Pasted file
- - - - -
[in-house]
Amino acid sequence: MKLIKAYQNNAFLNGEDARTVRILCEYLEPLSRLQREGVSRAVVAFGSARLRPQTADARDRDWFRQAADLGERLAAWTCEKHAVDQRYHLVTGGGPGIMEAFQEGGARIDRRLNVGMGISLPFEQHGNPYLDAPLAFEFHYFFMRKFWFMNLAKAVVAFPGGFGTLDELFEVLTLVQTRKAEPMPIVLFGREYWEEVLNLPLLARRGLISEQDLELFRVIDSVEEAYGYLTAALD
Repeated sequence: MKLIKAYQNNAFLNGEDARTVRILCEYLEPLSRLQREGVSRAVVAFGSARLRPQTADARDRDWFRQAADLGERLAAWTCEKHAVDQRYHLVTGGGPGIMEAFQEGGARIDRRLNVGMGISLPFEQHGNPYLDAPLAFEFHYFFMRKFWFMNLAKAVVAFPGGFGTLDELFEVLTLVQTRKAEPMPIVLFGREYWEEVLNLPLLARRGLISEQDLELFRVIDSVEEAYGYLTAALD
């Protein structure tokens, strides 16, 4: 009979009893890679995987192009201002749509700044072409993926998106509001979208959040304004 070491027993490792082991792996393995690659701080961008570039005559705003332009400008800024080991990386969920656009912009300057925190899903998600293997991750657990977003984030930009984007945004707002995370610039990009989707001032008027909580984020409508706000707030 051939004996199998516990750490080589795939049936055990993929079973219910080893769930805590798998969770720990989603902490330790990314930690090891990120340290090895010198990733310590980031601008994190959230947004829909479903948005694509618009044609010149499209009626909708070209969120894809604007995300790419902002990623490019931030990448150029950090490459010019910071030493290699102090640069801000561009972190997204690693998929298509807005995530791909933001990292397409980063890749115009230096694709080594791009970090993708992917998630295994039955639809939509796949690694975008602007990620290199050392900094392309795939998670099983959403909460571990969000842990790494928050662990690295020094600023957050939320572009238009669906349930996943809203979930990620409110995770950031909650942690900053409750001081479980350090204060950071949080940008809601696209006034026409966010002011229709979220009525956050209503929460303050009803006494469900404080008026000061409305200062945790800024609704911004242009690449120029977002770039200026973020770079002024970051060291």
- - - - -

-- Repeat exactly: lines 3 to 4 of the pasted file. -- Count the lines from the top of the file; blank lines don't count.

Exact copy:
Repeated sequence: MKLIKAYQNNAFLNGEDARTVRILCEYLEPLSRLQREGVSRAVVAFGSARLRPQTADARDRDWFRQAADLGERLAAWTCEKHAVDQRYHLVTGGGPGIMEAFQEGGARIDRRLNVGMGISLPFEQHGNPYLDAPLAFEFHYFFMRKFWFMNLAKAVVAFPGGFGTLDELFEVLTLVQTRKAEPMPIVLFGREYWEEVLNLPLLARRGLISEQDLELFRVIDSVEEAYGYLTAALD
């Protein structure tokens, strides 16, 4: 009979009893890679995987192009201002749509700044072409993926998106509001979208959040304004 070491027993490792082991792996393995690659701080961008570039005559705003332009400008800024080991990386969920656009912009300057925190899903998600293997991750657990977003984030930009984007945004707002995370610039990009989707001032008027909580984020409508706000707030 051939004996199998516990750490080589795939049936055990993929079973219910080893769930805590798998969770720990989603902490330790990314930690090891990120340290090895010198990733310590980031601008994190959230947004829909479903948005694509618009044609010149499209009626909708070209969120894809604007995300790419902002990623490019931030990448150029950090490459010019910071030493290699102090640069801000561009972190997204690693998929298509807005995530791909933001990292397409980063890749115009230096694709080594791009970090993708992917998630295994039955639809939509796949690694975008602007990620290199050392900094392309795939998670099983959403909460571990969000842990790494928050662990690295020094600023957050939320572009238009669906349930996943809203979930990620409110995770950031909650942690900053409750001081479980350090204060950071949080940008809601696209006034026409966010002011229709979220009525956050209503929460303050009803006494469900404080008026000061409305200062945790800024609704911004242009690449120029977002770039200026973020770079002024970051060291």